The Western North Carolina Alliance is inviting the community to join us for the “Renewing Our Roots” spring gathering, to honor and celebrate WNCA’s founding in Macon County.
The event will be April 14 in Franklin.
Several free family-friendly activities will be offered throughout the day, culminating in a barbecue dinner and live music celebration at the Memorial United Methodist Church where WNCA’s founder, Esther Cunningham, was a member.
Mrs. Cunningham, a Macon County native, was 64 years old when she founded the Alliance in 1982. It is the only grassroots environmental advocacy focused solely on conserving Western North Carolina’s natural heritage.
She was motivated to create the Alliance by her love of the mountains and forests. She was outraged when the Forest Service considered allowing private companies to explore for oil and gas in the national forest.
Mrs. Cunningham pulled together her friends and neighbors, environmentalists and hunters, natives and newcomers in a successful effort to stop that proposal - and eventually to change the way the Forest Service manages its lands. She died last September, at the age of 93.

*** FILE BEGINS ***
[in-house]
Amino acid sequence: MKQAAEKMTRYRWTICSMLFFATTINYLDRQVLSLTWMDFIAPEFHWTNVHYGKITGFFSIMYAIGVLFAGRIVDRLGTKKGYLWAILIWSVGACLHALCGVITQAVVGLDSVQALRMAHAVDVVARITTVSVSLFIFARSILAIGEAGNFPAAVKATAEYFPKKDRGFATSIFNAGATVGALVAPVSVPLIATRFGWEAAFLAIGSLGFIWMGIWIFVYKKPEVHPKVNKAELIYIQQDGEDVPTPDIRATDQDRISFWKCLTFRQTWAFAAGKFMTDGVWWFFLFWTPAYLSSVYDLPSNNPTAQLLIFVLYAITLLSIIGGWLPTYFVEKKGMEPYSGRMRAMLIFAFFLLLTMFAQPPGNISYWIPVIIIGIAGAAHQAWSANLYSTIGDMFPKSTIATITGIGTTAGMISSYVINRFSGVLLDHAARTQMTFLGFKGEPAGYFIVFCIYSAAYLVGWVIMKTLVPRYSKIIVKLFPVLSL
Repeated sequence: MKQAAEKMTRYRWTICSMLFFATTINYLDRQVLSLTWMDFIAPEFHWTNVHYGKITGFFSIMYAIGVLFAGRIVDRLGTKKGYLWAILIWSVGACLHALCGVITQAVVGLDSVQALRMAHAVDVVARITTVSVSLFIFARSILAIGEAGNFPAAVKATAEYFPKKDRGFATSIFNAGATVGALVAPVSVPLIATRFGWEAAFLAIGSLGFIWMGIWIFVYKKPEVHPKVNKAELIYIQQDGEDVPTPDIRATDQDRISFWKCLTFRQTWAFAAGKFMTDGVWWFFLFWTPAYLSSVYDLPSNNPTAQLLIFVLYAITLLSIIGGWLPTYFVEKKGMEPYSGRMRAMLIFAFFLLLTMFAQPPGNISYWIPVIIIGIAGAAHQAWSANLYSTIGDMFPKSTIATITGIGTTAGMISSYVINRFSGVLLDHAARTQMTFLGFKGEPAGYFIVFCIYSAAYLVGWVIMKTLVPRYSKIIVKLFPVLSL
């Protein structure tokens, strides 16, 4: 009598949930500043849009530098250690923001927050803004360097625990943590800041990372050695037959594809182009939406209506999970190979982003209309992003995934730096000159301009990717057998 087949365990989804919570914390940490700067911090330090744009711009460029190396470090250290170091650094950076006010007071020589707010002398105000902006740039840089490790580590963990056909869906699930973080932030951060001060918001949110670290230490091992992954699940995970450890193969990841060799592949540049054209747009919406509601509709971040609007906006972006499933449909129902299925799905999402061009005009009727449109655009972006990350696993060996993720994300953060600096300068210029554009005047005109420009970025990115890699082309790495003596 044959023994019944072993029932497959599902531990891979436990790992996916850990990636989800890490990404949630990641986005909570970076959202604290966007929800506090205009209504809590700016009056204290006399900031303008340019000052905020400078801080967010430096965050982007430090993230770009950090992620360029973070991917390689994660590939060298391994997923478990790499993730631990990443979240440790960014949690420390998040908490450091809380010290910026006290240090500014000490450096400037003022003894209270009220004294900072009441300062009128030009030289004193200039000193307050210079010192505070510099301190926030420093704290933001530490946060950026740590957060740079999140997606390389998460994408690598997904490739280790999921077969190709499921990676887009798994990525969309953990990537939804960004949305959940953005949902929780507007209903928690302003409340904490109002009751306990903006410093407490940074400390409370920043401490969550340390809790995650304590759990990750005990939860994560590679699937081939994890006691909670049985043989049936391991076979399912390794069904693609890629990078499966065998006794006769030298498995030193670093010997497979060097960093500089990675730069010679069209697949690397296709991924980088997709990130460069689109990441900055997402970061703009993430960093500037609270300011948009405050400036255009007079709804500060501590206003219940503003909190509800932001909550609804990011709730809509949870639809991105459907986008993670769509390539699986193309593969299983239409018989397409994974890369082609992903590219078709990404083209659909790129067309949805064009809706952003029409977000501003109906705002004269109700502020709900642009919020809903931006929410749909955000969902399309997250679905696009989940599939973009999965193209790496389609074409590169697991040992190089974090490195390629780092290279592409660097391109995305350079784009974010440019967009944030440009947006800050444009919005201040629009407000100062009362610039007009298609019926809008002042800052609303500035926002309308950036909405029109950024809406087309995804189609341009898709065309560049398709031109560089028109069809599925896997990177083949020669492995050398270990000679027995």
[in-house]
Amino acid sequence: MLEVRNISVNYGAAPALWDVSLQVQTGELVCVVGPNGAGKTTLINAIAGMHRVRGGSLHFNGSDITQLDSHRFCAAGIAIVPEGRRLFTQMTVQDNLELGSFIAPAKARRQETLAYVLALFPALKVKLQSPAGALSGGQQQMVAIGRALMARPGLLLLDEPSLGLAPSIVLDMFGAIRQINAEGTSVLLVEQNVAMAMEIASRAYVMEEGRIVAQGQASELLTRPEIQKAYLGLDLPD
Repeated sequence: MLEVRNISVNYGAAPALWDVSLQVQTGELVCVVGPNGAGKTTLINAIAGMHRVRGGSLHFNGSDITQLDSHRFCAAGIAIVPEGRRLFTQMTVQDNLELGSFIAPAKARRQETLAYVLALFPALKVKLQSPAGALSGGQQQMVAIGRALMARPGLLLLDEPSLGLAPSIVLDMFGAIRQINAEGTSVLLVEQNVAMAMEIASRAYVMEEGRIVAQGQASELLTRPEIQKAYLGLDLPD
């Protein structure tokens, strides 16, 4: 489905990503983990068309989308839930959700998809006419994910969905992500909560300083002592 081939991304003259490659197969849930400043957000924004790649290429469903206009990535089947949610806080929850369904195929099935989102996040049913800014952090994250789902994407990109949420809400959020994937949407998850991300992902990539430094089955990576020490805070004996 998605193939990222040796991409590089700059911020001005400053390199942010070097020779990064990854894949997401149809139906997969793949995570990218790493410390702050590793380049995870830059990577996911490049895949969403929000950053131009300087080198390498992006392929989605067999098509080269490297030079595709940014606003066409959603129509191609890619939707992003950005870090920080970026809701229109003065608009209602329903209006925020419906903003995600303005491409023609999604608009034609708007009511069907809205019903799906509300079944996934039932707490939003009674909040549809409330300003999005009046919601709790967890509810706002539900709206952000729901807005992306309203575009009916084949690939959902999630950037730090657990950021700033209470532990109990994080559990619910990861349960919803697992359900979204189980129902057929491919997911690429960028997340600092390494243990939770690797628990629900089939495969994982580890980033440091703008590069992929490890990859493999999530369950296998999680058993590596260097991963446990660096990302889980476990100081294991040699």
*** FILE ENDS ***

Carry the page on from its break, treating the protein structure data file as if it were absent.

The Alliance has grown from a small group of dedicated volunteers working out of the trunk of co-founder David Liden’s car and Esther’s living room to an organization with offices in Asheville and Franklin, five fulltime staff, three part-time staff, and two AmeriCorps volunteers.
Renewing Our Roots - Program Details:
Daytime Program: Times TBD
Wildflower Hike: Led by WNCA’s Josh Kelly (moderate)
Birding: Walk on the Little Tennessee River Greenway in Franklin (easy)
Canoeing: Travel along the Little Tennessee section of the Needmore Tract near Franklin
Evening Program: 5:30-8:30 p.m.
Location: Memorial United Methodist Church, 4668 Old Murphy Road in Franklin
Activities: Barbecue dinner, live music and a presentation by Mars Hill history professor Kathy Newfont, author of “Blue Ridge Commons: Environmental Activism and Forest History in Western North Carolina.” The book features photos and a few chapters on the Alliance’s founding and advocacy in its early days in Macon County.